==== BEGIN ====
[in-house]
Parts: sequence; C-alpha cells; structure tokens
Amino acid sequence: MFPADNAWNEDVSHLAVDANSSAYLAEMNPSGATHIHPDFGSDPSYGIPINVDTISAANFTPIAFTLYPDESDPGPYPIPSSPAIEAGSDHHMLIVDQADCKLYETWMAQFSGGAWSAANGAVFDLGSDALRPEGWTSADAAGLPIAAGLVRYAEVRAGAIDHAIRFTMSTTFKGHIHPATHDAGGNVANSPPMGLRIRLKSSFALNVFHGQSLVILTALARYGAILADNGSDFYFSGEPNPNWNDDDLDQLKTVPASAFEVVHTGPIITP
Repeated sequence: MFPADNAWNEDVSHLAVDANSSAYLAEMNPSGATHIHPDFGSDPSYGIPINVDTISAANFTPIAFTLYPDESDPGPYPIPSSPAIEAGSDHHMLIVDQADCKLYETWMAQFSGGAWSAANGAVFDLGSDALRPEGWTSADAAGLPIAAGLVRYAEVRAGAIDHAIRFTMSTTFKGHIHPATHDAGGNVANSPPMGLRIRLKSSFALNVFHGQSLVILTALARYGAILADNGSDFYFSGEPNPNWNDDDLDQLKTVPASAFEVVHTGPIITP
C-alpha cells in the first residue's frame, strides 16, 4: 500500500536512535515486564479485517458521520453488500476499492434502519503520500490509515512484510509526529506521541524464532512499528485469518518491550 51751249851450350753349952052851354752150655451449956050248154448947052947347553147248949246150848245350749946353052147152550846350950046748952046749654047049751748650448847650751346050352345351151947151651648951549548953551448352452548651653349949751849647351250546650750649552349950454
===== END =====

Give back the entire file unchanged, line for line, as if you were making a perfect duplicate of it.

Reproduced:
[in-house]
Parts: sequence; C-alpha cells; structure tokens
Amino acid sequence: MFPADNAWNEDVSHLAVDANSSAYLAEMNPSGATHIHPDFGSDPSYGIPINVDTISAANFTPIAFTLYPDESDPGPYPIPSSPAIEAGSDHHMLIVDQADCKLYETWMAQFSGGAWSAANGAVFDLGSDALRPEGWTSADAAGLPIAAGLVRYAEVRAGAIDHAIRFTMSTTFKGHIHPATHDAGGNVANSPPMGLRIRLKSSFALNVFHGQSLVILTALARYGAILADNGSDFYFSGEPNPNWNDDDLDQLKTVPASAFEVVHTGPIITP
Repeated sequence: MFPADNAWNEDVSHLAVDANSSAYLAEMNPSGATHIHPDFGSDPSYGIPINVDTISAANFTPIAFTLYPDESDPGPYPIPSSPAIEAGSDHHMLIVDQADCKLYETWMAQFSGGAWSAANGAVFDLGSDALRPEGWTSADAAGLPIAAGLVRYAEVRAGAIDHAIRFTMSTTFKGHIHPATHDAGGNVANSPPMGLRIRLKSSFALNVFHGQSLVILTALARYGAILADNGSDFYFSGEPNPNWNDDDLDQLKTVPASAFEVVHTGPIITP
C-alpha cells in the first residue's frame, strides 16, 4: 500500500536512535515486564479485517458521520453488500476499492434502519503520500490509515512484510509526529506521541524464532512499528485469518518491550 51751249851450350753349952052851354752150655451449956050248154448947052947347553147248949246150848245350749946353052147152550846350950046748952046749654047049751748650448847650751346050352345351151947151651648951549548953551448352452548651653349949751849647351250546650750649552349950454